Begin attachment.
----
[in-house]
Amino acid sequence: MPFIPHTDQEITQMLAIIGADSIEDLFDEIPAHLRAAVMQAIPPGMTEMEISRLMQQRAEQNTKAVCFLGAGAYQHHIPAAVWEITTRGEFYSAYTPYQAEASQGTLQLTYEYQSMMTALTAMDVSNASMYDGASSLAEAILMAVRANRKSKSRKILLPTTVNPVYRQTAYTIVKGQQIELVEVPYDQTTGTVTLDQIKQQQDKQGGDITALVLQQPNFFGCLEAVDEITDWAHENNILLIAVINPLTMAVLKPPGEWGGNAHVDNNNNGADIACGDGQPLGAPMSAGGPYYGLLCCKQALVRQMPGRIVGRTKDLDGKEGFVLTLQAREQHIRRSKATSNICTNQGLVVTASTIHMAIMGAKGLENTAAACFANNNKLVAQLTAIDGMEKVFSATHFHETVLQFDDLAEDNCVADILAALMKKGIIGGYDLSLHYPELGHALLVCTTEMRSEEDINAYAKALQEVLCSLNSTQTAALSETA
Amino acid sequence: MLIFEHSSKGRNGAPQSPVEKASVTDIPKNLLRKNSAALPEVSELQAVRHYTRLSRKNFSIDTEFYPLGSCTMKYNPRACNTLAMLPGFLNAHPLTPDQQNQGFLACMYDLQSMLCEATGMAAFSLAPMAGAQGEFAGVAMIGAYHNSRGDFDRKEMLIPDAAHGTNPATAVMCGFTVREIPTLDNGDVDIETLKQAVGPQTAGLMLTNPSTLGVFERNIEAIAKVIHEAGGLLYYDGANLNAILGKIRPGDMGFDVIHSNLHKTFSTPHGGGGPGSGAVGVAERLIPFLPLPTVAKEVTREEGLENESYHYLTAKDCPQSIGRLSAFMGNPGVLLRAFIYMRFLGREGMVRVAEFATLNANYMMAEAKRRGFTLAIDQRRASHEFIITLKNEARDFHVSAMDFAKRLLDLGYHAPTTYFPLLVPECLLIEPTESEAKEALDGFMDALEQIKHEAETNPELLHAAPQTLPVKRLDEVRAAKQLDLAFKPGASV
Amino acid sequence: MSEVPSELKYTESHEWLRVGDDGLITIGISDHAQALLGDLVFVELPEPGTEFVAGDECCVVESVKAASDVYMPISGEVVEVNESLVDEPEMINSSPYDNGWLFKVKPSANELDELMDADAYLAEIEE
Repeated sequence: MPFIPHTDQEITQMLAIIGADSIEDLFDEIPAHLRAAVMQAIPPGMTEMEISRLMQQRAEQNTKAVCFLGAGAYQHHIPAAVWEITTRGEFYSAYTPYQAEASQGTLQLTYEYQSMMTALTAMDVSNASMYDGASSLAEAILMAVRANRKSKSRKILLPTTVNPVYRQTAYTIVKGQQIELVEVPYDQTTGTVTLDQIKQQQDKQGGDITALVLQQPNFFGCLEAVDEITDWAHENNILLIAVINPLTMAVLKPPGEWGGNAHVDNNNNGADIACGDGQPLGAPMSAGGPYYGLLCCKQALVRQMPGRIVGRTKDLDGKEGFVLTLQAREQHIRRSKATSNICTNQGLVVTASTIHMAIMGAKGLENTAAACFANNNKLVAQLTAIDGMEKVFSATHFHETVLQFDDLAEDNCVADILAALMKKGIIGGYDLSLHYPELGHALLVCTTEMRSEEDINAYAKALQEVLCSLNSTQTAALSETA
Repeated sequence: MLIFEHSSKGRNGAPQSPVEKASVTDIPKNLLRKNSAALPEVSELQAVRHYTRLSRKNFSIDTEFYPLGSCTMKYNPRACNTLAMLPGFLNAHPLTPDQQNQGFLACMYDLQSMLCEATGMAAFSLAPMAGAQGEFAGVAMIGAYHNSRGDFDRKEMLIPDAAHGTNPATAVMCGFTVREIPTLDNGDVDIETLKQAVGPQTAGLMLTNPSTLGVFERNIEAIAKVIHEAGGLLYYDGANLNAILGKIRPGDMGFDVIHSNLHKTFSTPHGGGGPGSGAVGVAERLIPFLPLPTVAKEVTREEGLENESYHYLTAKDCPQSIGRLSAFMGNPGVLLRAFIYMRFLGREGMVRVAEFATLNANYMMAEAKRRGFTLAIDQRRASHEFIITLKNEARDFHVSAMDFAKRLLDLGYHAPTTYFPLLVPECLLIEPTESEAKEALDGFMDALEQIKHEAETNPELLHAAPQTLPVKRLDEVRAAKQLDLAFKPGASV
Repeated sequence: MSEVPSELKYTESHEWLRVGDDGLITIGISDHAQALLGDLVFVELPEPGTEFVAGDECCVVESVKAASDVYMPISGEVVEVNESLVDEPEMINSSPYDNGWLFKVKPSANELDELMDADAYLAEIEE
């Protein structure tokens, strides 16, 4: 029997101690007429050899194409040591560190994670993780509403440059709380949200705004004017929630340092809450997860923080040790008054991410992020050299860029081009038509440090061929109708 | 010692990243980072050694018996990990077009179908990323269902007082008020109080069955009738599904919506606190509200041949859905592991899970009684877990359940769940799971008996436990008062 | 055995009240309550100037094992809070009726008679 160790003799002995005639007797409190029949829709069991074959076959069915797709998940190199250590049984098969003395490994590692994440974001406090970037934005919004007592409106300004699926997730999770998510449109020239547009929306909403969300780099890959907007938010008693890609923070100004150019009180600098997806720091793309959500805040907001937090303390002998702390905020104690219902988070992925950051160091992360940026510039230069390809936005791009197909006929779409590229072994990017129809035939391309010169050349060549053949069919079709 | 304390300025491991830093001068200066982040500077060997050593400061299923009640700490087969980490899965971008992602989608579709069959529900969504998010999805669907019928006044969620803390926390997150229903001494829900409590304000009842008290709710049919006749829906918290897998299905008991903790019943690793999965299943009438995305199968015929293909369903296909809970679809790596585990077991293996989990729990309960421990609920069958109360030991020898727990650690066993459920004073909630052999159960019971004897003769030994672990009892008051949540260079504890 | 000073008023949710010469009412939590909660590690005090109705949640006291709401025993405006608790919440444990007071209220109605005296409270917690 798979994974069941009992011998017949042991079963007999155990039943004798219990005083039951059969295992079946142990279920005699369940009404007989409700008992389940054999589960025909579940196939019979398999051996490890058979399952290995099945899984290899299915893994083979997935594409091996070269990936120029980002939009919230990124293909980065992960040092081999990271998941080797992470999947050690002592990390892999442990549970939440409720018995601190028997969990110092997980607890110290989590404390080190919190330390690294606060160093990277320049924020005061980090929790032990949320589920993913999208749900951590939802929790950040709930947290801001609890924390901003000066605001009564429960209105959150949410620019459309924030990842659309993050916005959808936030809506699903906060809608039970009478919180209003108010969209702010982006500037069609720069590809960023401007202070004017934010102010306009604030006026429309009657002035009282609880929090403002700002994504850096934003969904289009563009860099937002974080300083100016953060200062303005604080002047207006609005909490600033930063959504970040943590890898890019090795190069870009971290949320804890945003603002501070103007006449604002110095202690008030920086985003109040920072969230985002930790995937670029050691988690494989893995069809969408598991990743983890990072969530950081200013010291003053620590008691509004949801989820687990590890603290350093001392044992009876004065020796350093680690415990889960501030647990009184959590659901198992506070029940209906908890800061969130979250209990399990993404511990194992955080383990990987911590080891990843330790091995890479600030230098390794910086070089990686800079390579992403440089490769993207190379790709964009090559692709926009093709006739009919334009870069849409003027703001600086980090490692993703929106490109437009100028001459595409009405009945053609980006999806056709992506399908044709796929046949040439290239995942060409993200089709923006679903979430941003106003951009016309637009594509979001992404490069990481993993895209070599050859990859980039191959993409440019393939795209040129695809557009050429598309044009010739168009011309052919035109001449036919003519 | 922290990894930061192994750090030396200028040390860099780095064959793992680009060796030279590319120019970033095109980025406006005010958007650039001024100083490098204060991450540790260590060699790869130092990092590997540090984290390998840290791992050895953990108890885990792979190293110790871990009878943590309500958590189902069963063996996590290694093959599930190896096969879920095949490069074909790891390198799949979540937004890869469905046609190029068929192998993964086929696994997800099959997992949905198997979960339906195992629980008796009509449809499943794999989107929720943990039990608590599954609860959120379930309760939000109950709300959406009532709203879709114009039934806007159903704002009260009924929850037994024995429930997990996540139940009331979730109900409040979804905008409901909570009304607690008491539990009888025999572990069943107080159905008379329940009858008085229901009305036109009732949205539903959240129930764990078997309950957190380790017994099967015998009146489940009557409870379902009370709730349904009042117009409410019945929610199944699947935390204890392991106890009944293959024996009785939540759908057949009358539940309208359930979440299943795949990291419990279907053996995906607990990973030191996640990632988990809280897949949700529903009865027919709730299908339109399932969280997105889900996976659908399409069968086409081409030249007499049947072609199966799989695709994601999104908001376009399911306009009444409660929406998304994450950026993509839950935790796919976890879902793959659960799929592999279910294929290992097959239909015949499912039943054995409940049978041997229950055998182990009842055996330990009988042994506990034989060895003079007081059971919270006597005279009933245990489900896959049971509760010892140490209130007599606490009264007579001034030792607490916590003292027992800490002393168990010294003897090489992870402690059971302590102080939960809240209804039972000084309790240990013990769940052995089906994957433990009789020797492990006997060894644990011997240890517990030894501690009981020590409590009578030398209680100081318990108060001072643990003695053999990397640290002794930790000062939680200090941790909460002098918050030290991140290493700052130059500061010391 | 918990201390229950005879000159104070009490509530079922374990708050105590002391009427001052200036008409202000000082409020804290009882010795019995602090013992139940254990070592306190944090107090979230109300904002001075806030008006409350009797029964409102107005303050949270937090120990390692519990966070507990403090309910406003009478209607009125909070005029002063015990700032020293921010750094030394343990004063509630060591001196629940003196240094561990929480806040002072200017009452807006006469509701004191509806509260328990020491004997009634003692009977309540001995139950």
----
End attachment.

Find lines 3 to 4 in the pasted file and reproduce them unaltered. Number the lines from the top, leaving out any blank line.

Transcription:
Amino acid sequence: MLIFEHSSKGRNGAPQSPVEKASVTDIPKNLLRKNSAALPEVSELQAVRHYTRLSRKNFSIDTEFYPLGSCTMKYNPRACNTLAMLPGFLNAHPLTPDQQNQGFLACMYDLQSMLCEATGMAAFSLAPMAGAQGEFAGVAMIGAYHNSRGDFDRKEMLIPDAAHGTNPATAVMCGFTVREIPTLDNGDVDIETLKQAVGPQTAGLMLTNPSTLGVFERNIEAIAKVIHEAGGLLYYDGANLNAILGKIRPGDMGFDVIHSNLHKTFSTPHGGGGPGSGAVGVAERLIPFLPLPTVAKEVTREEGLENESYHYLTAKDCPQSIGRLSAFMGNPGVLLRAFIYMRFLGREGMVRVAEFATLNANYMMAEAKRRGFTLAIDQRRASHEFIITLKNEARDFHVSAMDFAKRLLDLGYHAPTTYFPLLVPECLLIEPTESEAKEALDGFMDALEQIKHEAETNPELLHAAPQTLPVKRLDEVRAAKQLDLAFKPGASV
Amino acid sequence: MSEVPSELKYTESHEWLRVGDDGLITIGISDHAQALLGDLVFVELPEPGTEFVAGDECCVVESVKAASDVYMPISGEVVEVNESLVDEPEMINSSPYDNGWLFKVKPSANELDELMDADAYLAEIEE